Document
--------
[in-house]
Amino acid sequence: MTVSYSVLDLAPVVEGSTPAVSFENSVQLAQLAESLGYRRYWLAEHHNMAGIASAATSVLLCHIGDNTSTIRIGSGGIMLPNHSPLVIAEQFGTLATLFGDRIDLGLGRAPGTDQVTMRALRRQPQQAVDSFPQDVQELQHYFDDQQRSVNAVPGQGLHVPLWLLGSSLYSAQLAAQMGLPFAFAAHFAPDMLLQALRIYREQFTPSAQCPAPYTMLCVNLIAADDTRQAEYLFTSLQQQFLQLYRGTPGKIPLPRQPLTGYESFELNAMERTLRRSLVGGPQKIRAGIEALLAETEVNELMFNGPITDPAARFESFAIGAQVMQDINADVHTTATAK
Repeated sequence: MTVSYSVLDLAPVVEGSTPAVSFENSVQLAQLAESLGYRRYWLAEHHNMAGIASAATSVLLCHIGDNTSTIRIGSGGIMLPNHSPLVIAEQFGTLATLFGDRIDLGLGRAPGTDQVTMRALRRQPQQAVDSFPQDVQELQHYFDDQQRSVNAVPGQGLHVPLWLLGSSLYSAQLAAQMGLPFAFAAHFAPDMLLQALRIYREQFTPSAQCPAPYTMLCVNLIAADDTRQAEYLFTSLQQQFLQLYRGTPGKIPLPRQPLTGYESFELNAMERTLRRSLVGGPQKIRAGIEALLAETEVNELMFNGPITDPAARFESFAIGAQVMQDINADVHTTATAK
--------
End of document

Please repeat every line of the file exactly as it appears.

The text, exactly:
[in-house]
Amino acid sequence: MTVSYSVLDLAPVVEGSTPAVSFENSVQLAQLAESLGYRRYWLAEHHNMAGIASAATSVLLCHIGDNTSTIRIGSGGIMLPNHSPLVIAEQFGTLATLFGDRIDLGLGRAPGTDQVTMRALRRQPQQAVDSFPQDVQELQHYFDDQQRSVNAVPGQGLHVPLWLLGSSLYSAQLAAQMGLPFAFAAHFAPDMLLQALRIYREQFTPSAQCPAPYTMLCVNLIAADDTRQAEYLFTSLQQQFLQLYRGTPGKIPLPRQPLTGYESFELNAMERTLRRSLVGGPQKIRAGIEALLAETEVNELMFNGPITDPAARFESFAIGAQVMQDINADVHTTATAK
Repeated sequence: MTVSYSVLDLAPVVEGSTPAVSFENSVQLAQLAESLGYRRYWLAEHHNMAGIASAATSVLLCHIGDNTSTIRIGSGGIMLPNHSPLVIAEQFGTLATLFGDRIDLGLGRAPGTDQVTMRALRRQPQQAVDSFPQDVQELQHYFDDQQRSVNAVPGQGLHVPLWLLGSSLYSAQLAAQMGLPFAFAAHFAPDMLLQALRIYREQFTPSAQCPAPYTMLCVNLIAADDTRQAEYLFTSLQQQFLQLYRGTPGKIPLPRQPLTGYESFELNAMERTLRRSLVGGPQKIRAGIEALLAETEVNELMFNGPITDPAARFESFAIGAQVMQDINADVHTTATAK